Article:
The Ontario Securities Commission and the “Active Market”

Peter Neufeld, B. Soc. Sc., J.D.Administrative Law, Appeals, Business Law, Business Litigation, Class Action Defence, Directors' and Officers' Liability, Finance Litigation, Investment | Financial Services, Professional Liability, Professional Services, Professions, Securities Litigation, Shareholder Disputes0 Comments

Determining what constitutes an “active market” for securities can have significant implications for Investment Dealers, Approved Persons, and other market participants facing civil lawsuits and regulatory scrutiny.  Such a determination provides ample assistance to investors seeking to quantify damages allegedly sustained through (1) misrepresentations in a company’s financial documents or (2) the negligence of their financial advisors. In Sutton (re), 2018 ONSEC 42, however, the failure to show an active market for securities proved devastating to the defence of a Chief Financial Officer (“CFO”) in charge of pricing those securities. Background  As CFO of First Leaside Securities Inc. (“FLSI”), Brian Sutton’s (“Mr. Sutton”) position required him to assess the price of certain unlisted securities (“Fund Units”) issued by three limited partnerships (“Funds”). In pursuit of meeting these obligations,  Mr. Sutton relied on the Fund Units’ allegedly active market to ascribe an appropriate price. The Industry Investment Regulatory Organization of Canada (“IIROC”) … Read More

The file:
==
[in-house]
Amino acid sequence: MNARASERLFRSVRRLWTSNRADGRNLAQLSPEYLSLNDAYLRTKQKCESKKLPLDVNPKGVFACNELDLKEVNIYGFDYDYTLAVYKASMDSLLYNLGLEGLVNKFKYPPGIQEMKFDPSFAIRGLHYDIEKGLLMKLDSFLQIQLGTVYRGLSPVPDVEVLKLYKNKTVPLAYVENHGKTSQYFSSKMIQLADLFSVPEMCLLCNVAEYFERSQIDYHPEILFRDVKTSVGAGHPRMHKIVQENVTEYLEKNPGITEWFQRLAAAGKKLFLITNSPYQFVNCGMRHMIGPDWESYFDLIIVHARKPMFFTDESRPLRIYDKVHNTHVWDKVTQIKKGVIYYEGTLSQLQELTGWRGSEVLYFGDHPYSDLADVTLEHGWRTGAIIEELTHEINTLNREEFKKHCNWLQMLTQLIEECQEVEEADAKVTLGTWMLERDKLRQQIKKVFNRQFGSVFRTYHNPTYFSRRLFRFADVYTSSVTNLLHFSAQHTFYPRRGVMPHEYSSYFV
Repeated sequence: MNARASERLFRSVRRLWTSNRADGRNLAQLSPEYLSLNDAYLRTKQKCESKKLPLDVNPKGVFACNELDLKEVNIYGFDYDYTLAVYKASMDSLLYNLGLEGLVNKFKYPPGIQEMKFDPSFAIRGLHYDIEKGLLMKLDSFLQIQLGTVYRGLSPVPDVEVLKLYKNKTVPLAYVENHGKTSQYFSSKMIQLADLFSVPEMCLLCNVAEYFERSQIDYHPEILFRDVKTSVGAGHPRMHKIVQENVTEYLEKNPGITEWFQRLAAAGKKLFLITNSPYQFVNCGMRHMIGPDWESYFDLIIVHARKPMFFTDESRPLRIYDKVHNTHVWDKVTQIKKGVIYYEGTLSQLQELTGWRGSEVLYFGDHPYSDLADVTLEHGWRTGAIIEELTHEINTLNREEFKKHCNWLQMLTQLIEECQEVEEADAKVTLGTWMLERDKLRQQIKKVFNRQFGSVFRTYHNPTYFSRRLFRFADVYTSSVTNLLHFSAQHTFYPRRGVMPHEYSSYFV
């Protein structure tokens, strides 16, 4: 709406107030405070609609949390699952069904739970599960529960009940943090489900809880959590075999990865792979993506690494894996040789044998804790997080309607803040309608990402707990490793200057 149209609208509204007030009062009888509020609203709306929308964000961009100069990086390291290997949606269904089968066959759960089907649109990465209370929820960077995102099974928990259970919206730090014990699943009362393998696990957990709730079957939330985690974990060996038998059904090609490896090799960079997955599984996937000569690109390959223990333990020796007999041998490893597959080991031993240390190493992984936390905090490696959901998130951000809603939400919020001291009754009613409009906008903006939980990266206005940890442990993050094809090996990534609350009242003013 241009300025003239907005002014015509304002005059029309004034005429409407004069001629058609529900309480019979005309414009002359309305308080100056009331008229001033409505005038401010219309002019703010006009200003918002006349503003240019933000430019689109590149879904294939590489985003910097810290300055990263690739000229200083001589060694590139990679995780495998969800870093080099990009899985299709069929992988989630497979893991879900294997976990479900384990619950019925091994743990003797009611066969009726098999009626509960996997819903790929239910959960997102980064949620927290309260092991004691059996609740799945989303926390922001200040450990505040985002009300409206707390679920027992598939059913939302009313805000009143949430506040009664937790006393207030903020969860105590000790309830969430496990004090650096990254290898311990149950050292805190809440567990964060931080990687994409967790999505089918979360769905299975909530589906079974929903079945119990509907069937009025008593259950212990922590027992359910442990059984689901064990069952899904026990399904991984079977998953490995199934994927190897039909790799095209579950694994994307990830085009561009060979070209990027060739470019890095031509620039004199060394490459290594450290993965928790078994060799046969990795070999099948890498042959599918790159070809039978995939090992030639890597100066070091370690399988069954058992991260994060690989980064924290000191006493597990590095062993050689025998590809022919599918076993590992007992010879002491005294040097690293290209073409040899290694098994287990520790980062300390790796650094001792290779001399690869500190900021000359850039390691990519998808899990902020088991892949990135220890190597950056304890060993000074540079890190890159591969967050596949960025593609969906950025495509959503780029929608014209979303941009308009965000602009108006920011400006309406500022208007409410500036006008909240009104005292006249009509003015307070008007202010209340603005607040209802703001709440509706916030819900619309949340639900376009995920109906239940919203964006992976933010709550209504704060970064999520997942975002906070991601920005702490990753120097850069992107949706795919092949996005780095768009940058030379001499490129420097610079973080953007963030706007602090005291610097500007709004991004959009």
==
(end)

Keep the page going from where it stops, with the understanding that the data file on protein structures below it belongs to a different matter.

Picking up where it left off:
Ontario Securities Commission Clarifies Test for Severance Motions

Peter Neufeld, B. Soc. Sc., J.D.Administrative Law, Business Litigation, Civil Litigation, Commercial Litigation, Securities Litigation, Tribunals0 Comments

In Hutchinson (Re), 2018 ONSEC 40 (“Hutchinson”), the Ontario Securities Commission (“OSC”) considered the proper framework to assess a motion for severance in the context of a regulatory proceeding before the OSC. OSC Staff alleged that the respondent, David Paul George Sidders (“Sidders”), engaged in insider trading with respect to three transactions. The OSC also alleged that three other individual respondents, one of which settled, engaged in insider trading and/or insider tipping. Respondent Sidders moved before an OSC Commissioner (“Commissioner”) to request that it sever his hearing from the hearings of the other remaining respondents. The question before the Commissioner was how to assess, in the context of an OSC proceeding, whether the interests of justice require severance. The Supreme Court of Canada in R v. Last, 2009 SCC 45 (“Last”) listed several factors to consider when balancing the risk of prejudice to the accused with the public interest in … Read More